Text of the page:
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Tuesday, 19 July 2016

Kokoretsi..offal in all its scrumptious glory

Kokoretsi is a long spit of offal wrapped with sheep or goat's intestines.  Those of you who would not usually eat  liver or heart or lung or other unmentionables from any kind of animal should just try a little of this spit roast delicacy.  The innards around the outside are cooked to a crisp and the pieces of offal inside are deliciously seasoned with oregano, thyme, lemon juice and olive oil with  salt and pepper.  It is best eaten hot straight off the spit with lashings of tzatziki and village bread and a glass of rough red wine.  You certainly should try at least a small morsel. 





Metres and metres of  intestines ready for their difficult cleaning.  Sometimes the intestines are turned inside out and cleaned, then soaked in lemon juice.  My mother-in-law patiently and painstakingly turned them inside out with the use of a small stick.  Now K attaches one end to the tap and lets a flow of water clean the insides out.


The apprentice learning the tiresome job of washing intestines


Thirsty work.  Time for a break and a few cans of 'Fix'.


Offal, also called 'variety meats'??  Sweatbreads. Internal organs.  Entrails.  This is it, cut into large pieces, washed and ready to be threaded onto the long skewer.


The master at work, pushing the chunks of offal one by one onto the spit


The trainee gives it a go.


Starting to weave the intestines around the meat. This long thread of innards holds the meat together and keeps the insides moist and succulent.  

Every part of the meat has to be covered by the intestines.  No little bits are allowed to be poking out.



The intestines are in small lengths and when one piece  comes to an end it is knotted on to the next piece.


The roll is basted regularly with olive oil and lemon juice. This is ready for tasting and small chunks will be chopped off the ends to be tested for succulence and edibility  as the meat starts to sizzle.  This is an 'unavoidable' part of the cooking and has to be accompanied by a few more cans of beer to wash down the 'test sample'.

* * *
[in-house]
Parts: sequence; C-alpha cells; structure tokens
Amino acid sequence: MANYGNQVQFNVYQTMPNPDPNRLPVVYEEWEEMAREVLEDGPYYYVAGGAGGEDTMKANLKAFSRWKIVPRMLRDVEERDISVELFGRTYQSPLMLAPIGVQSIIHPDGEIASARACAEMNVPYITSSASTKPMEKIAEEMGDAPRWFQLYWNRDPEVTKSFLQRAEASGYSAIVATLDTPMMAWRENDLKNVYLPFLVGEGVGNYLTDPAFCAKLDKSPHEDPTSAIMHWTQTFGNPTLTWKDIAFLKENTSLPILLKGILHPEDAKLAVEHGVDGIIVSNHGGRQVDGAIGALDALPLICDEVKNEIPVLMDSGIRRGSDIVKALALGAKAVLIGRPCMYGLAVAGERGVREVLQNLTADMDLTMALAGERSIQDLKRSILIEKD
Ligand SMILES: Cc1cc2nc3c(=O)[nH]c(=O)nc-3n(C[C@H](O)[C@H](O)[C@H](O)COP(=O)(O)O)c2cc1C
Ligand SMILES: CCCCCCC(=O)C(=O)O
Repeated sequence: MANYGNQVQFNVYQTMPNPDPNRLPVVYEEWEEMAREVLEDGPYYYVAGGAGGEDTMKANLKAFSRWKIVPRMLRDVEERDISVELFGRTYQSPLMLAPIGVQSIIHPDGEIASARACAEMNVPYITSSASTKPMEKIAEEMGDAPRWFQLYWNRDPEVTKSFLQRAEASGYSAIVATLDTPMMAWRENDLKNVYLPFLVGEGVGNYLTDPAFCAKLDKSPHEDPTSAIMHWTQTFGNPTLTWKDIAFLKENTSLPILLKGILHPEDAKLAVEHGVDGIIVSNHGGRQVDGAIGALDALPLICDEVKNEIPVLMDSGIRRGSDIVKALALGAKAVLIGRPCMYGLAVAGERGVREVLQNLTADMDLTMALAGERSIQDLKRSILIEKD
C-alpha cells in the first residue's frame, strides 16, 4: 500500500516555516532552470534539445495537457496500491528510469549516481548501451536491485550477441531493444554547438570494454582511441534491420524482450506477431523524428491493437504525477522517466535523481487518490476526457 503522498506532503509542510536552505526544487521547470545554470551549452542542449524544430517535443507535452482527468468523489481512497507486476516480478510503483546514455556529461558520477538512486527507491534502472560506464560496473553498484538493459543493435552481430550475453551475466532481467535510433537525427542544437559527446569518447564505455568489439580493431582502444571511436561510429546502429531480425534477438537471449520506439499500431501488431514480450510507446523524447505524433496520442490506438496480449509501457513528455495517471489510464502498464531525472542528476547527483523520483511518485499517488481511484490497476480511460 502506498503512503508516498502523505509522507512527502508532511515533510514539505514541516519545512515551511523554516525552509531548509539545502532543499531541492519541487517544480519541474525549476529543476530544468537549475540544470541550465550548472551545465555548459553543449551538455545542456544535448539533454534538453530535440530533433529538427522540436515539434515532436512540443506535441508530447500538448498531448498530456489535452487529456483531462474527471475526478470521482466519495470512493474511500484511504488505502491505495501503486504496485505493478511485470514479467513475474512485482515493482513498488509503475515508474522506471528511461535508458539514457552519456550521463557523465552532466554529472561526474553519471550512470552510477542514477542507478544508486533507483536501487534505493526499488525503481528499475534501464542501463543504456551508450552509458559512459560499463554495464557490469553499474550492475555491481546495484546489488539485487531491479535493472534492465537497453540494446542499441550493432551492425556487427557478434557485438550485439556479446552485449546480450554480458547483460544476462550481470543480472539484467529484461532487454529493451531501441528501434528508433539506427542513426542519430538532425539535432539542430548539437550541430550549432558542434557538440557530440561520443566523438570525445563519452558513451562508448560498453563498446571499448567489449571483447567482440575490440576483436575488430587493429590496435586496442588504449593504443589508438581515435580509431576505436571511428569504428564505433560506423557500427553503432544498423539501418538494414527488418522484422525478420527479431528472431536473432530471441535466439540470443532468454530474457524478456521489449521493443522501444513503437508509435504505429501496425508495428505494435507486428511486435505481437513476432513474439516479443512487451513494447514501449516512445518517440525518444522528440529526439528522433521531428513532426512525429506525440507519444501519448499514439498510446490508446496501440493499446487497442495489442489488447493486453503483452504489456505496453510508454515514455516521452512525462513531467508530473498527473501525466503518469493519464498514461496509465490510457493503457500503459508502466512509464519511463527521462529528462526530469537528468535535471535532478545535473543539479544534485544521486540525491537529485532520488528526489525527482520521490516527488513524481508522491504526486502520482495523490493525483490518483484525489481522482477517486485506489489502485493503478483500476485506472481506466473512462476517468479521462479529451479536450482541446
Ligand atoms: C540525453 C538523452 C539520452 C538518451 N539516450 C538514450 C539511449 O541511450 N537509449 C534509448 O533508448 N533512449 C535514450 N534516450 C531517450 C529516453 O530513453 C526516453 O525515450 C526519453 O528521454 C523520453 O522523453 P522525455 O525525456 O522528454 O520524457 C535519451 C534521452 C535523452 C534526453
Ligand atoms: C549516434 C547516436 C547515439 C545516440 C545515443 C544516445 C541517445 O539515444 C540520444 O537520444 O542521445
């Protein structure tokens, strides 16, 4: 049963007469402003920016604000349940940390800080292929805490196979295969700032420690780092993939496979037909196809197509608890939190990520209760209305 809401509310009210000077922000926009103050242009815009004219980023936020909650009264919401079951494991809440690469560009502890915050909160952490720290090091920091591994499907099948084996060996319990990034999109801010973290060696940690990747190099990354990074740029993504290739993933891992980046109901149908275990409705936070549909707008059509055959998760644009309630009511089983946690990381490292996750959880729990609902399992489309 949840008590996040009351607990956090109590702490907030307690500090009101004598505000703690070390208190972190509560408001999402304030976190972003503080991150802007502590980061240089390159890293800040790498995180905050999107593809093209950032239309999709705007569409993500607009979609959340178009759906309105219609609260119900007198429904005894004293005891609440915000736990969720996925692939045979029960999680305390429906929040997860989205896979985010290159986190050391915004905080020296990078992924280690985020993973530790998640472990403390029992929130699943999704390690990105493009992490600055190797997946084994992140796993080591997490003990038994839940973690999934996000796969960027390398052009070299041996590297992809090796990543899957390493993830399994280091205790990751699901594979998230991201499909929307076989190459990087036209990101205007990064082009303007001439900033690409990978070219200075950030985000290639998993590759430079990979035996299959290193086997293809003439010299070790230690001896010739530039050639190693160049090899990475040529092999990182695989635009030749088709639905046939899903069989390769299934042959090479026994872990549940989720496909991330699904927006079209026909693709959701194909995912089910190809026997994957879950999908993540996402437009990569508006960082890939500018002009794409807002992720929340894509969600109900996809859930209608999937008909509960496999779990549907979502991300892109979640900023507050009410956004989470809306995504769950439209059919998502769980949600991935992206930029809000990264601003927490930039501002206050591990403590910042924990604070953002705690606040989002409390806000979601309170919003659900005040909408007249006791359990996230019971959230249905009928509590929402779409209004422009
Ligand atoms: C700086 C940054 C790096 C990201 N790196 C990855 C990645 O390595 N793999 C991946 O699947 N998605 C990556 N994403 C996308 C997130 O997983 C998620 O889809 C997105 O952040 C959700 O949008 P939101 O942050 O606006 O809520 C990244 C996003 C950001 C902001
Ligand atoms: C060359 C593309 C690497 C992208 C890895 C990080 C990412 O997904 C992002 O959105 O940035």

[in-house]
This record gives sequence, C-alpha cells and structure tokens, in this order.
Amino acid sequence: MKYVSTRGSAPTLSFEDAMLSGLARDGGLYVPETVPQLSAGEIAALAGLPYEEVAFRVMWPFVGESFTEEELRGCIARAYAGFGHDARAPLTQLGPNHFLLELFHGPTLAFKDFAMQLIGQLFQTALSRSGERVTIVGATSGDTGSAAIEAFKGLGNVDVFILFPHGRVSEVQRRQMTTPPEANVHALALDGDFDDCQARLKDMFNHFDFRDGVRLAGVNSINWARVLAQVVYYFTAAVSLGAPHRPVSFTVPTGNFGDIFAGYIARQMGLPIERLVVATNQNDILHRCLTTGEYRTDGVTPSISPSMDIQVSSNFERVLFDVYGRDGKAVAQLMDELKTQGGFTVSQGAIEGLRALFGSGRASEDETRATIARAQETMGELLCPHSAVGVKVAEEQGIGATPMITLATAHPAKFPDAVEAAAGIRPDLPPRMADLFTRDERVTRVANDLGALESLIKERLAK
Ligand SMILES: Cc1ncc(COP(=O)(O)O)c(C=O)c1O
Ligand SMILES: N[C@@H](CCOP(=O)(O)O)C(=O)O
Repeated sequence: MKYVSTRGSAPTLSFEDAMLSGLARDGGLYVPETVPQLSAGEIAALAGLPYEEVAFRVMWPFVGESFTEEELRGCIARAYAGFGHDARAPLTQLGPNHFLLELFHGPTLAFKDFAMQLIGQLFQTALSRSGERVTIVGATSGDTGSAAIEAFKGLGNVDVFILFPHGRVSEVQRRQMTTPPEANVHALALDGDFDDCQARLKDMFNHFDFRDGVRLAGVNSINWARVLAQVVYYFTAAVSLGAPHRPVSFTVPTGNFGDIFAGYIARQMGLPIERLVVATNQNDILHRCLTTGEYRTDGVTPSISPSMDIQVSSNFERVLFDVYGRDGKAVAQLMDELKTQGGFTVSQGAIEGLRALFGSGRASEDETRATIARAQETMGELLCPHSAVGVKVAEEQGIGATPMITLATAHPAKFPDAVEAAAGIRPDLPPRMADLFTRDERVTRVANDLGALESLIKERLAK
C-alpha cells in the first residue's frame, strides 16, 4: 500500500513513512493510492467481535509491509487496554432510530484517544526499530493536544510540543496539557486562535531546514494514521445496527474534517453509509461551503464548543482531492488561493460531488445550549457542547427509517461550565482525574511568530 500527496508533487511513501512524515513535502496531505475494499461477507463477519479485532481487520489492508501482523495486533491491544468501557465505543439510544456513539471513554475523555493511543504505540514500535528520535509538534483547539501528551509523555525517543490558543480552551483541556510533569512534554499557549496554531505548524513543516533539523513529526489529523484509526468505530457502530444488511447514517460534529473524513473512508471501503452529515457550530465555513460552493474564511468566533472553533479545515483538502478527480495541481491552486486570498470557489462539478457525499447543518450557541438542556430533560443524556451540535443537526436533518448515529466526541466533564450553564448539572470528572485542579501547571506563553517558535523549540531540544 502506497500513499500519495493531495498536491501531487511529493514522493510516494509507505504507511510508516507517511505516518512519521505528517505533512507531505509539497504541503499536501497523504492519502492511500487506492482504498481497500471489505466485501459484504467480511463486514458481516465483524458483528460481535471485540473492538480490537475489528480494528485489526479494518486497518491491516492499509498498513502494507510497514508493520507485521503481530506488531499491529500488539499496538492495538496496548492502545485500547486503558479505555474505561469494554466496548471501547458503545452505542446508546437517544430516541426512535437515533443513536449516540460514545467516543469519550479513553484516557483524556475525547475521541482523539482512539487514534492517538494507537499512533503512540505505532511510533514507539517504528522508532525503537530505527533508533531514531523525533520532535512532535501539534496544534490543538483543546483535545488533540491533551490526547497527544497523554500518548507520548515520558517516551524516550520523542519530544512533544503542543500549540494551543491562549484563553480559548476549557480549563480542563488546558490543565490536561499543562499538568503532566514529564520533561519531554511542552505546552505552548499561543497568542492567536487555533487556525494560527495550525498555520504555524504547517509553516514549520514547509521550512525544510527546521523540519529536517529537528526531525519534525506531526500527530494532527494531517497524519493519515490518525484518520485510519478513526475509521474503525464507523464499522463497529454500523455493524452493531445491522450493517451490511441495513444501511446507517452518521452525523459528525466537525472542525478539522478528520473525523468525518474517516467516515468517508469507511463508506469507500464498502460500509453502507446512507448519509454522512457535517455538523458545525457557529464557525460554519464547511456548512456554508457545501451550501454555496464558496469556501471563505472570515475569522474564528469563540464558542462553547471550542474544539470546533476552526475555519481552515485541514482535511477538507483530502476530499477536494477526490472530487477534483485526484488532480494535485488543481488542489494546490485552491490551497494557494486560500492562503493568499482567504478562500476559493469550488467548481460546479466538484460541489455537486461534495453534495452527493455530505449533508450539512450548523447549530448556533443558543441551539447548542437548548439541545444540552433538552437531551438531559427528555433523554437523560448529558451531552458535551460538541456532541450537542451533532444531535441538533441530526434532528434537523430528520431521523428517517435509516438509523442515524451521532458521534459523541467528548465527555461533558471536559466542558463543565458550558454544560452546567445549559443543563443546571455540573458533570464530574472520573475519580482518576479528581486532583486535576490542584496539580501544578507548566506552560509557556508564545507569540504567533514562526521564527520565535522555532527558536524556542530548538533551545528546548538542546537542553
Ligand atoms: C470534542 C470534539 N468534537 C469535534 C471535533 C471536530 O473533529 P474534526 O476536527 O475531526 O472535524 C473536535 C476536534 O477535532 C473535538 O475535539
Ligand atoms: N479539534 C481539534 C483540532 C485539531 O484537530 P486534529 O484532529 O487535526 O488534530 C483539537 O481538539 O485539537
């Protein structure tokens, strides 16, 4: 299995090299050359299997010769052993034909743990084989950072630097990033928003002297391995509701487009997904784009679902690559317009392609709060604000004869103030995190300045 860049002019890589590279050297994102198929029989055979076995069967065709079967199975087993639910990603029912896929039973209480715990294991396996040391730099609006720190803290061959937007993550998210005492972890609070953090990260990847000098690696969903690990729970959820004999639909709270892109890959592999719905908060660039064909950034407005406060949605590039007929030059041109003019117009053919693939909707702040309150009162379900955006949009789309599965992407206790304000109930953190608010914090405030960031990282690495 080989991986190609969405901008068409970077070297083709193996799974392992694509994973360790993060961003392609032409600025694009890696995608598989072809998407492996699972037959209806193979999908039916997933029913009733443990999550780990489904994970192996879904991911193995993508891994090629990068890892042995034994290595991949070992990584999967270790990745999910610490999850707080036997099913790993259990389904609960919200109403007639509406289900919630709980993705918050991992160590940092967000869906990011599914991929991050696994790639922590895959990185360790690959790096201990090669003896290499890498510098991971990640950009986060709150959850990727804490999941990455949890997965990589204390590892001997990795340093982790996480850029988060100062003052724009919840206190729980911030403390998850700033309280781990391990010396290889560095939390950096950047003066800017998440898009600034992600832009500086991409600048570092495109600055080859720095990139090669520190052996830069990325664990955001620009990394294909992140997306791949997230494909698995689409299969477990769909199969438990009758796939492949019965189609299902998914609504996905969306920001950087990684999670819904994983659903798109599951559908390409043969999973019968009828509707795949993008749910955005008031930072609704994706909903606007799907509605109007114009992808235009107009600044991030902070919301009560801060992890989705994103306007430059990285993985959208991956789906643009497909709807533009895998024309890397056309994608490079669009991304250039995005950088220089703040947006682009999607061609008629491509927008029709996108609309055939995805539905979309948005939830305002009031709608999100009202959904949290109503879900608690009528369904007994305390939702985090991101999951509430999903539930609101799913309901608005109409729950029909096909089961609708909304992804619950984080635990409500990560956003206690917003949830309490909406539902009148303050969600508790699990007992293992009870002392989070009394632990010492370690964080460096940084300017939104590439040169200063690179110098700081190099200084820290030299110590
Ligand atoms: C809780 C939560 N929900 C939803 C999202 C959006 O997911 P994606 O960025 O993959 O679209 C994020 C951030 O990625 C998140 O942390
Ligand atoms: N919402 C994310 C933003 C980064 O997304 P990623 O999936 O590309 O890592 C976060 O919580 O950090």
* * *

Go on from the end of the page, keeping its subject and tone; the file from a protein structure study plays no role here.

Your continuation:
Kokoretsi of course originates from ancient times and sacrifices to the gods.  A similar dish is found all over the Balkans and Turkey.  In Greece it is one of the meats that we eat at easter but also on many other festive occasions.  Nowadays it is possible to buy a small roll in the butcher's shop which can be cooked in the oven.  Hardly the same however and the men miss out on all that long tradition of preparation,  the discussions of kokoretsis in days gone by,  the appraisal, the testing, the accompaning greek music, dancing, the enjoyment and good cheer of company.

At easter the kokoretsi is supposed to be a starter but every year it is the first meat to be taken down from the spit and we have just about devoured it all by the time the lamb or goat is taken down and cut up for the table.  We always manage  a plate of easter lamb as a follow up  but every year vow, in vain, to have the kokoretsi as a small meze and wait for the main course.

2 comments:

  1. Ive never had it. I suppose it's just too hard to make here in Australia. I'm not big on offal. But it does sound nice. And anything done on a spit is always yummy. And yes. For Greeks it's never just about the food. It's about th celebration of life that goes with it. Kali orexi

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    1. You obviously know all about these greeks lol! Have you got Greek roots? My nz family were going to try and make kokoretsi. Don't know where they'd get the intestines but they do live in farming country. You definitely need 'kefi' to make it

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